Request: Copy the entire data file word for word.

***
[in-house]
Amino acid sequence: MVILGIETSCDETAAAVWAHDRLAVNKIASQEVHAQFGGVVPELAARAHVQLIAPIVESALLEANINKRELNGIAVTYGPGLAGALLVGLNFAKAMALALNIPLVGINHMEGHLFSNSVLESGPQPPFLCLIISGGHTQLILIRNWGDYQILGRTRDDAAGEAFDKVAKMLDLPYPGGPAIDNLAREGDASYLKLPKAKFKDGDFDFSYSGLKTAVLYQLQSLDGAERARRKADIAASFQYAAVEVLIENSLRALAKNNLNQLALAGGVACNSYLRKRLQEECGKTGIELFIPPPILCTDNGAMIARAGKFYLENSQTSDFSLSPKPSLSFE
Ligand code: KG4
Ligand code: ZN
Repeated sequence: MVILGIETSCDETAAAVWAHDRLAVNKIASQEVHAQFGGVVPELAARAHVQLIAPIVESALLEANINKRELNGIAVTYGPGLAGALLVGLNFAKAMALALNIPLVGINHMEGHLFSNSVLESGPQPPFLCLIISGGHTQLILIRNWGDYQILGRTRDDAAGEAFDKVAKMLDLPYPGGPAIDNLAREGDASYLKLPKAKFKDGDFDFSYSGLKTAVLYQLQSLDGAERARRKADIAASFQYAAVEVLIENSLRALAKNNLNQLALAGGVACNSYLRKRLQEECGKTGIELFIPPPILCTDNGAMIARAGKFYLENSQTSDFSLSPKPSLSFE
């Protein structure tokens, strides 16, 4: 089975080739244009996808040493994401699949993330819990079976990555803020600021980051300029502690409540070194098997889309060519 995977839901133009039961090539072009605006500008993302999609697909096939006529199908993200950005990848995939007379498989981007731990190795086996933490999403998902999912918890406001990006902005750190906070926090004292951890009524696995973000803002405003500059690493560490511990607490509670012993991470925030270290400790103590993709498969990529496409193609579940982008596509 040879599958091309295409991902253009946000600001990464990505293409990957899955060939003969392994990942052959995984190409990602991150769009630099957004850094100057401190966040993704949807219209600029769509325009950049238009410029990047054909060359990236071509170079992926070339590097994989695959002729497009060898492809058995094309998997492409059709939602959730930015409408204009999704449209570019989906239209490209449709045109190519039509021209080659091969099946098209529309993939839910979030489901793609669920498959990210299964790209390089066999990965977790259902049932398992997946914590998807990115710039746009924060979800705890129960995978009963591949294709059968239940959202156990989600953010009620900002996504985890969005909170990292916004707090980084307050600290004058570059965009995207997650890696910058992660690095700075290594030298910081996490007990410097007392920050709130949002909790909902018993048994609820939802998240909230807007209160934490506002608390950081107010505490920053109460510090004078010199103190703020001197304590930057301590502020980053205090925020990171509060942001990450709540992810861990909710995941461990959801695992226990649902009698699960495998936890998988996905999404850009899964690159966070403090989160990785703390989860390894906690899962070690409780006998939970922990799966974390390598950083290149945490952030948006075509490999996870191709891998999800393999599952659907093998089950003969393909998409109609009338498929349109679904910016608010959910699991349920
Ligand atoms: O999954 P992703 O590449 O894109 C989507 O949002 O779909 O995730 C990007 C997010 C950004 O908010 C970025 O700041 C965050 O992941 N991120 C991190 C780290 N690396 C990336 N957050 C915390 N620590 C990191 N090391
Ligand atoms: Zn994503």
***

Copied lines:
[in-house]
Amino acid sequence: MVILGIETSCDETAAAVWAHDRLAVNKIASQEVHAQFGGVVPELAARAHVQLIAPIVESALLEANINKRELNGIAVTYGPGLAGALLVGLNFAKAMALALNIPLVGINHMEGHLFSNSVLESGPQPPFLCLIISGGHTQLILIRNWGDYQILGRTRDDAAGEAFDKVAKMLDLPYPGGPAIDNLAREGDASYLKLPKAKFKDGDFDFSYSGLKTAVLYQLQSLDGAERARRKADIAASFQYAAVEVLIENSLRALAKNNLNQLALAGGVACNSYLRKRLQEECGKTGIELFIPPPILCTDNGAMIARAGKFYLENSQTSDFSLSPKPSLSFE
Ligand code: KG4
Ligand code: ZN
Repeated sequence: MVILGIETSCDETAAAVWAHDRLAVNKIASQEVHAQFGGVVPELAARAHVQLIAPIVESALLEANINKRELNGIAVTYGPGLAGALLVGLNFAKAMALALNIPLVGINHMEGHLFSNSVLESGPQPPFLCLIISGGHTQLILIRNWGDYQILGRTRDDAAGEAFDKVAKMLDLPYPGGPAIDNLAREGDASYLKLPKAKFKDGDFDFSYSGLKTAVLYQLQSLDGAERARRKADIAASFQYAAVEVLIENSLRALAKNNLNQLALAGGVACNSYLRKRLQEECGKTGIELFIPPPILCTDNGAMIARAGKFYLENSQTSDFSLSPKPSLSFE
């Protein structure tokens, strides 16, 4: 089975080739244009996808040493994401699949993330819990079976990555803020600021980051300029502690409540070194098997889309060519 995977839901133009039961090539072009605006500008993302999609697909096939006529199908993200950005990848995939007379498989981007731990190795086996933490999403998902999912918890406001990006902005750190906070926090004292951890009524696995973000803002405003500059690493560490511990607490509670012993991470925030270290400790103590993709498969990529496409193609579940982008596509 040879599958091309295409991902253009946000600001990464990505293409990957899955060939003969392994990942052959995984190409990602991150769009630099957004850094100057401190966040993704949807219209600029769509325009950049238009410029990047054909060359990236071509170079992926070339590097994989695959002729497009060898492809058995094309998997492409059709939602959730930015409408204009999704449209570019989906239209490209449709045109190519039509021209080659091969099946098209529309993939839910979030489901793609669920498959990210299964790209390089066999990965977790259902049932398992997946914590998807990115710039746009924060979800705890129960995978009963591949294709059968239940959202156990989600953010009620900002996504985890969005909170990292916004707090980084307050600290004058570059965009995207997650890696910058992660690095700075290594030298910081996490007990410097007392920050709130949002909790909902018993048994609820939802998240909230807007209160934490506002608390950081107010505490920053109460510090004078010199103190703020001197304590930057301590502020980053205090925020990171509060942001990450709540992810861990909710995941461990959801695992226990649902009698699960495998936890998988996905999404850009899964690159966070403090989160990785703390989860390894906690899962070690409780006998939970922990799966974390390598950083290149945490952030948006075509490999996870191709891998999800393999599952659907093998089950003969393909998409109609009338498929349109679904910016608010959910699991349920
Ligand atoms: O999954 P992703 O590449 O894109 C989507 O949002 O779909 O995730 C990007 C997010 C950004 O908010 C970025 O700041 C965050 O992941 N991120 C991190 C780290 N690396 C990336 N957050 C915390 N620590 C990191 N090391
Ligand atoms: Zn994503």